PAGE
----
Davao Leads in Creating High Value Food Products with DOST’s Food Processing Innovation Center

By Rudy de Guzman, S&T Media Service

Davao, a bustling metropolitan city in Mindanao, is a central hub of business activity; the Department of Science and Technology (DOST) set up the Davao Food Processing Innovation Center (FPIC), a facility aimed at helping micro, small, and medium entrepreneurs (MSMEs) improve their productivity and market competitiveness.

The FPIC is a DOST initiative that provides technical assistance in product development, food processing, packaging, and labeling; and financial assistance for capital outlay in purchasing modern machinery and for operation.

The modern facility is under the DOST’s Small Enterprise Technology Upgrading Program or SETUP, a development program aimed at strengthening the competitive advantage of local enterprises, increasing productivity, and maximizing
efficiency and income potential.

“With this food innovation center, we are able to maximize the use of our local raw materials by turning ordinary agricultural crops into high value food products that our MSMEs can now sell in big malls and supermarkets in cities all over the region and even export them to other countries,” said DOST Secretary Mario G. Montejo.

The Davao FPIC, inaugurated in 2014, was the first facility of its kind established in the country. It is located inside the Philippine Women’s College campus in Tagum City, Davao del Norte. Inside the facility are state-of-the-art locally developed and fabricated modern food processing equipment like the water retort, vacuum fryer, spray dryer, freeze dryer, and vacuum sealer.

The fabrication of modern food processing equipment substantially lowers the cost of production for the MSMEs compared with buying the machines abroad. At the same time, by adopting the locally made equipment, the MSMEs are assured of readily available parts for maintenance and upgrading.

The creation of the Davao FPIC has already benefitted a number of small business entrepreneurs in the different provinces by giving them a venue to develop unique and highly marketable food products. With the new machines introduced, production capacity increased and the production process was streamlined for greater efficiency.

Likewise, increased economic activity in the areas where the FPICs are located results in an increase in employment opportunities in the countryside “Our local food manufacturers can now compete [head to head] with other producers around the world because of the improved quality standard of locally made and unique food products, and this will translate into improved revenues for the MSMEs and jobs for people in the nearby communities,” stated DOST Undersecretary Rowena Cristina L. Guevara.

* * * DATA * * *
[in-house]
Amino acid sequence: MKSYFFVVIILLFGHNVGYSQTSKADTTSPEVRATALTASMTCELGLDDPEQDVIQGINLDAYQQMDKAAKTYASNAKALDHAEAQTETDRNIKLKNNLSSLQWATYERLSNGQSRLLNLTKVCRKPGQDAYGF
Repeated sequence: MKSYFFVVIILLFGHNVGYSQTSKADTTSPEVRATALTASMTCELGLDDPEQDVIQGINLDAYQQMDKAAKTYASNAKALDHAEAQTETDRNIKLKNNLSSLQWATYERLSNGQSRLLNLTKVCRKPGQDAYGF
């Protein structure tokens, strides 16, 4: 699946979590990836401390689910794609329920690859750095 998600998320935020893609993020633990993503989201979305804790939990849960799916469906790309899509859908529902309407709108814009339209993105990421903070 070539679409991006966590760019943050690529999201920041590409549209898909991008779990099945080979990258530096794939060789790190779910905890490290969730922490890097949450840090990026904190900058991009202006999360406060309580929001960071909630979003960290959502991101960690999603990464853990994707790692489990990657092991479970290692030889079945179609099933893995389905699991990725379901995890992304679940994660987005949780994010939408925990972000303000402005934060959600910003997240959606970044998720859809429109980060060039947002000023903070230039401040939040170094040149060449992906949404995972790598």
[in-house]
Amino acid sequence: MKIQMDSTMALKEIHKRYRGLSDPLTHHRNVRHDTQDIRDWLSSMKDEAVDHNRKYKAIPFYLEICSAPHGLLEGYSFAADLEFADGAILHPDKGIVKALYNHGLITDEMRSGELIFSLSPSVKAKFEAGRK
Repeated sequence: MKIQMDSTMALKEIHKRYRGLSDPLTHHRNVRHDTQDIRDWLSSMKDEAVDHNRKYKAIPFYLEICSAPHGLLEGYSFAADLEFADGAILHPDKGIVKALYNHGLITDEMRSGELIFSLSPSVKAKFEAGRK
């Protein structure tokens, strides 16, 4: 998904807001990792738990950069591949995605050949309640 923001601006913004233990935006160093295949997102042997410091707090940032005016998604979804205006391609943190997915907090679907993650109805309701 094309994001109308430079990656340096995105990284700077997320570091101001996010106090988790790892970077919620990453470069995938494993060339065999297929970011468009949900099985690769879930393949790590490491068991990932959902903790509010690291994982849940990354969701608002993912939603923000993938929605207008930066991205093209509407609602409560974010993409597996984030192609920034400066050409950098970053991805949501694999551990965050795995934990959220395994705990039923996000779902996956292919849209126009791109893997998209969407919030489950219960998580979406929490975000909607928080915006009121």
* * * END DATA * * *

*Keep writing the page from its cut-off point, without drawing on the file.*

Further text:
For example, the water retort allows for the processing of agricultural crops like vegetables and fruits into other food variants. Examples are durian chips and powdered carrot drink that can be sold at much higher prices. At the same time, this lessens wastage and increases product recovery through safe and tested procedures.

Other food products developed in the FPIC are: thermally processed laing (taro leaves cooked in coconut milk), tuna congee in tetra packs, and banana blossom (adobo flavoringa); spray dried bignay (berries); and vacuum fried mango chips, durian, and banana chips (barbeque and cheese flavor).

Other FPIC-developed food products are: freeze dried durian; carrot-calamansi and carrot-pineapple powdered drink made using the spray dryer; spray-dried carrot; calamansi-sweet potato leaves powdered drink under the CoolAce brand; gourmet tuyo (dried herring); and spray dried atsuete (annatto).

The Davao FPIC, serving mainly as a research and development hub, is able to generate new food products, thereby giving MSMEs the chance to explore untapped markets for its wide range of choices.

(Story continues after photo.)

“I am very thankful to the DOST and its regional office here in Davao because they are very accommodating, from the guard to its staff, and specially [the] director [of] sales who are now helping us improve our product, Lachi’s special laing, so we can sell them in bottles that will have a longer shelf life. They are assisting us every step of the way as we look forward to acquiring the water retort that will help us get the certifications we need for our products,” said Mateo Ty of Lachi’s Dessert Bakery, Inc., a DOST-assisted entrepreneur.

This appeared in Agriculture Monthly’s April 2016 issue.

What is your reaction?

In Love
Not Sure
Agriculture Monthly magazine is the Philippines' best-selling magazine on all things agriculture. It is packed with information and inspiration on how to make the most of your farm or garden.

    You may also like

    Leave a reply

    Your email address will not be published. Required fields are marked *